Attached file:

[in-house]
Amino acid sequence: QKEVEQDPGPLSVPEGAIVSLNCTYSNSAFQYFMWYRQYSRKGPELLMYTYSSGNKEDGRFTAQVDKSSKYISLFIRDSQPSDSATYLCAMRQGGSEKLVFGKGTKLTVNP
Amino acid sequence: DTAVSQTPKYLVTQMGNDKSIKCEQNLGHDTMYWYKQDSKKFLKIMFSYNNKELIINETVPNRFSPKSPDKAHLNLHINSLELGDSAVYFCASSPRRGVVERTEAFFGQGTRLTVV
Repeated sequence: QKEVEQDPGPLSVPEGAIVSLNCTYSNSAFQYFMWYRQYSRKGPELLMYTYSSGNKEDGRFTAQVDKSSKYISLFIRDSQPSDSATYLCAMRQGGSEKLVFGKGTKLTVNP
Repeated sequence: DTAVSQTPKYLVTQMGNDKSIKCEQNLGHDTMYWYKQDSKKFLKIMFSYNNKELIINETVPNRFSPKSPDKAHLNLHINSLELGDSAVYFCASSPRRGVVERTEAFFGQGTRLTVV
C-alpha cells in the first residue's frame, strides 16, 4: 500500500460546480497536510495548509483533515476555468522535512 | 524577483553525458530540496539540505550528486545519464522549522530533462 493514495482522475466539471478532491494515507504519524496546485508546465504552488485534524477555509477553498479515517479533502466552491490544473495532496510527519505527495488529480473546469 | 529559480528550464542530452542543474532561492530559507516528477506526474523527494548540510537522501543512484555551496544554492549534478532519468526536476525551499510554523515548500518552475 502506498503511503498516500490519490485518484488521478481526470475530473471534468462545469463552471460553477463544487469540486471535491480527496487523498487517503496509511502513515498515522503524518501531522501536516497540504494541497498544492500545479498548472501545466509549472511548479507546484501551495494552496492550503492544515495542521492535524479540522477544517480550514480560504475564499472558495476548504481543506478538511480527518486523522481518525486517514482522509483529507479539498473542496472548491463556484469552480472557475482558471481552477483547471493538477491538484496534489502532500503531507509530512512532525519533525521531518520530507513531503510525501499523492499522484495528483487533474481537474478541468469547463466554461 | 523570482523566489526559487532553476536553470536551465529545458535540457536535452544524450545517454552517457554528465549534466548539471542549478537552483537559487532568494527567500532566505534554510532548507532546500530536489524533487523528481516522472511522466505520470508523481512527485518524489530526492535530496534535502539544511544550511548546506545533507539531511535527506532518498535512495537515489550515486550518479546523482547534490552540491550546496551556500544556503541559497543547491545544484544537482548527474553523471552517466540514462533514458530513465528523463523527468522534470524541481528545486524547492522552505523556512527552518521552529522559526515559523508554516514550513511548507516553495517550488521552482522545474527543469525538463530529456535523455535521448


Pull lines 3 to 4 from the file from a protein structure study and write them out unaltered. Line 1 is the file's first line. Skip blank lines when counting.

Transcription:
Amino acid sequence: DTAVSQTPKYLVTQMGNDKSIKCEQNLGHDTMYWYKQDSKKFLKIMFSYNNKELIINETVPNRFSPKSPDKAHLNLHINSLELGDSAVYFCASSPRRGVVERTEAFFGQGTRLTVV
Repeated sequence: QKEVEQDPGPLSVPEGAIVSLNCTYSNSAFQYFMWYRQYSRKGPELLMYTYSSGNKEDGRFTAQVDKSSKYISLFIRDSQPSDSATYLCAMRQGGSEKLVFGKGTKLTVNP